Science Round-Up: Untreated gluten intolerance may increase cancer risk, claims Danish study

More studies are needed to recommend the screening of gluten intolerance for the whole population. Meanwhile, students have invented a corona hook for hands-free door opening

Untreated gluten intolerance may increase the risk of getting serious illnesses such as cancer, a new study by Danish researchers found.

The study showed that people with untreated intolerance to gluten – a protein found in wheat, rye and barley – may have a broad risk of getting cancer such as gastrointestinal, breast and ovarian cancer as well as cardiovascular diseases.

Researcher Line Lind Kårhus conducted the study with Professor Allan Linneberg of Bispebjerg Hospital.

Hidden factors
While the study is significant in understanding gluten intolerance, the researchers say it does not take into account hidden factors such as diet, smoking and alcohol, which can lead to diseases.

Kårhus said that more studies are needed to determine whether it would be advisable to offer a diagnosis of gluten intolerance for the entire population. Gluten intolerance or celiac disease is difficult to diagnose because its symptoms such as anemia and fatigue are diffuse.

The researchers called for international studies into celiac disease to determine the need for mass screening.

Blood test can reveal women’s pregnancy chances
A new type of blood test can reveal which women have less than a 10 percent chance of conceiving. Fertility doctor Anna Grynnerup conducted research that she said will help couples decide on treatment. The study looked into the relationship between the amount of anti-müllerian hormones in a woman’s blood and the number of eggs she has to conceive. Low hormone concentration rarely ended with pregnancy. While others will not go for treatment with just a 10 percent chance of conception, Grynnerup said the information will give couples the knowledge to make a choice.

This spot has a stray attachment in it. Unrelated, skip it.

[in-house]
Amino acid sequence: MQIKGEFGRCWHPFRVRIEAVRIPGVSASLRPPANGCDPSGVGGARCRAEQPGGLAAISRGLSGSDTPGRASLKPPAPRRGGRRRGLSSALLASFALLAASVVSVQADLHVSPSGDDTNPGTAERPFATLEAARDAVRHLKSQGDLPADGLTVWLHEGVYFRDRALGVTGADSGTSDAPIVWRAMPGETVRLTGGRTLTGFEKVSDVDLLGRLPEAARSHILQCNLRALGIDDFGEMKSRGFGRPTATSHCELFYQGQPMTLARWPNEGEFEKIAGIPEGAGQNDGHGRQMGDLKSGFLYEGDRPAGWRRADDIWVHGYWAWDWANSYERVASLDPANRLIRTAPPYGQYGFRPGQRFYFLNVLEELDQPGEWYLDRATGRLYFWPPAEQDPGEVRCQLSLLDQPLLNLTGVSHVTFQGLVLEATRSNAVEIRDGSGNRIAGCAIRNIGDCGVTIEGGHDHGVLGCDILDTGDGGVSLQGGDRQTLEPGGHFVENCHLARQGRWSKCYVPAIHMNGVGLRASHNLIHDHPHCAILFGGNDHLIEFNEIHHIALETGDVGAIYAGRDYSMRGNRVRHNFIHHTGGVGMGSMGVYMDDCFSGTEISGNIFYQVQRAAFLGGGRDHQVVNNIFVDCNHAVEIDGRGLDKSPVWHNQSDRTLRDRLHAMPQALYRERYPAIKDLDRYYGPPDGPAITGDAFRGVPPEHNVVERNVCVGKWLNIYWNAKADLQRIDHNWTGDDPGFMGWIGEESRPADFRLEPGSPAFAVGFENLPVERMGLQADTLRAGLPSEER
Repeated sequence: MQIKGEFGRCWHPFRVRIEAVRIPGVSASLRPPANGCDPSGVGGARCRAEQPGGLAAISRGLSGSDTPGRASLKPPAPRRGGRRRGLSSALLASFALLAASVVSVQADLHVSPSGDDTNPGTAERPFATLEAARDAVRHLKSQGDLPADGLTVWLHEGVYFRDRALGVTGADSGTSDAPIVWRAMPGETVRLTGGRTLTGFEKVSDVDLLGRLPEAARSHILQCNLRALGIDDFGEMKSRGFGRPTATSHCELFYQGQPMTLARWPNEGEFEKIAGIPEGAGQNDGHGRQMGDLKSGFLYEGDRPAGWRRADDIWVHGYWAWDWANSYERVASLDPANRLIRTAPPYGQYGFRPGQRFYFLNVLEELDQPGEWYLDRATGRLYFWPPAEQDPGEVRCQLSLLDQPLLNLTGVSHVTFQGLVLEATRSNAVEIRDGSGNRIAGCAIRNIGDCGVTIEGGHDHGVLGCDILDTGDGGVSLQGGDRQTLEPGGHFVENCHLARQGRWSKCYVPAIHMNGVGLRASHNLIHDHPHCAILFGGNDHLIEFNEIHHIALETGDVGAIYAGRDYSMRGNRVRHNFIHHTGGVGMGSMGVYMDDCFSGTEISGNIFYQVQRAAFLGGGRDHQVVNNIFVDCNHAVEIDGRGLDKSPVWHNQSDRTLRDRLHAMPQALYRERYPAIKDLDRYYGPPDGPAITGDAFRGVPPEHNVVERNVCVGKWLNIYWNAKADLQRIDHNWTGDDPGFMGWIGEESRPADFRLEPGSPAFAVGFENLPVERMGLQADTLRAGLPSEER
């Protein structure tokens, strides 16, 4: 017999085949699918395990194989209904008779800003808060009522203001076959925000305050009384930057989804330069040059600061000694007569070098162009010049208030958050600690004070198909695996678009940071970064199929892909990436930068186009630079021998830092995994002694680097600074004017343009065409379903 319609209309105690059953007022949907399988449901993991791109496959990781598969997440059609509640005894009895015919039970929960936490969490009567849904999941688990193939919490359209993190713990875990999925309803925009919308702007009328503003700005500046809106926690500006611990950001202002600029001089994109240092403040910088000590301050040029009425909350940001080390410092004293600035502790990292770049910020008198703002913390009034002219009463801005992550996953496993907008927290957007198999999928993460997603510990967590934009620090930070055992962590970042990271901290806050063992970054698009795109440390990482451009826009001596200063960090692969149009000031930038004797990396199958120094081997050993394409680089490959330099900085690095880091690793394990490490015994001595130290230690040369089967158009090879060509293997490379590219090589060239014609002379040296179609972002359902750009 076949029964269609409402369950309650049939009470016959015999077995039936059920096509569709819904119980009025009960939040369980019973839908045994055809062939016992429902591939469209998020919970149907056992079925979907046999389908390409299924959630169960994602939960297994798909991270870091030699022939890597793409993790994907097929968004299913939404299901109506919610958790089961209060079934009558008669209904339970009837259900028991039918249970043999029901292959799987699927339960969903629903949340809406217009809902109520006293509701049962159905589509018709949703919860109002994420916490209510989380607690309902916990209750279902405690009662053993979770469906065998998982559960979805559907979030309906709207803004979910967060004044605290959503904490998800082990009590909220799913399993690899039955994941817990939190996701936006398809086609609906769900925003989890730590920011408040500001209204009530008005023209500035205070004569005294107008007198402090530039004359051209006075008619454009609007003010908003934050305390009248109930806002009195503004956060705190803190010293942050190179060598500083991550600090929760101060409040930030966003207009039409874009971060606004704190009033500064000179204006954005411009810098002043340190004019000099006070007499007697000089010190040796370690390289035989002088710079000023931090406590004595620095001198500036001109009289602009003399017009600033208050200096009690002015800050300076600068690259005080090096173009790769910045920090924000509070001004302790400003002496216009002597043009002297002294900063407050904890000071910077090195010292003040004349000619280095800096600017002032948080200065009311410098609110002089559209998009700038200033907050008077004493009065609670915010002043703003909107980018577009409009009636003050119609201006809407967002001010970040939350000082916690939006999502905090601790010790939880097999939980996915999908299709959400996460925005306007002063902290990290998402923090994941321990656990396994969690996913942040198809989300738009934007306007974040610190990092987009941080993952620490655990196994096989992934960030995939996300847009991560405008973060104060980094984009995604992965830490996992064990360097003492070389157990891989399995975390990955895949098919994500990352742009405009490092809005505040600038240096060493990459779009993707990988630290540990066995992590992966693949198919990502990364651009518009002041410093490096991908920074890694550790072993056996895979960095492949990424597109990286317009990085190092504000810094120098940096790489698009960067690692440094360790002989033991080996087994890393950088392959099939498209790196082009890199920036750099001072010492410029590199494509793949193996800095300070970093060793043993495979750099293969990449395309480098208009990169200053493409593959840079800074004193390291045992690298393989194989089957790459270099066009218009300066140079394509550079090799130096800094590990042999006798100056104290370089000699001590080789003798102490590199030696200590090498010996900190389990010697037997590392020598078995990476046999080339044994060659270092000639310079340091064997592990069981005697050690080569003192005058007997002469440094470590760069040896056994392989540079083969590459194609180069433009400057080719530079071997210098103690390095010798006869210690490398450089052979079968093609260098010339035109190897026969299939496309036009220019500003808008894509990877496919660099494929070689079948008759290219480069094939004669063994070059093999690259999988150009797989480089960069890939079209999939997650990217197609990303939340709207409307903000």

Shockwaves, not explosions, cause nova blaze
Scientists may be a step closer to solving one of the greatest riddles in astrophysics. This comes after new research from the University of Copenhagen about novae or explosions that occur when a white dwarf star and its companion star orbit closer around one another. Astronomers have long believed that the bright light of novae comes from thermo-nuclear explosions, but the research demostrates that shockwaves are the ones causing the brightness. Researchers say the study brings science closer to understanding the history of the universe.

Scientists mimic design of stems and spikes
From stings, needles and spikes in nature, scientists are gathering knowledge on design for practical applications in medical equipment and tool innovation. A new study by the Technical University of Denmark explored design in plants and animals such as cacti, insects, algae and hedgehogs that allows pointed objects not to break when used. Researchers in biomimetics say findings regarding strength and elasticity can be used to create optimal designs of pointed man-made objects such as medical needles and nails.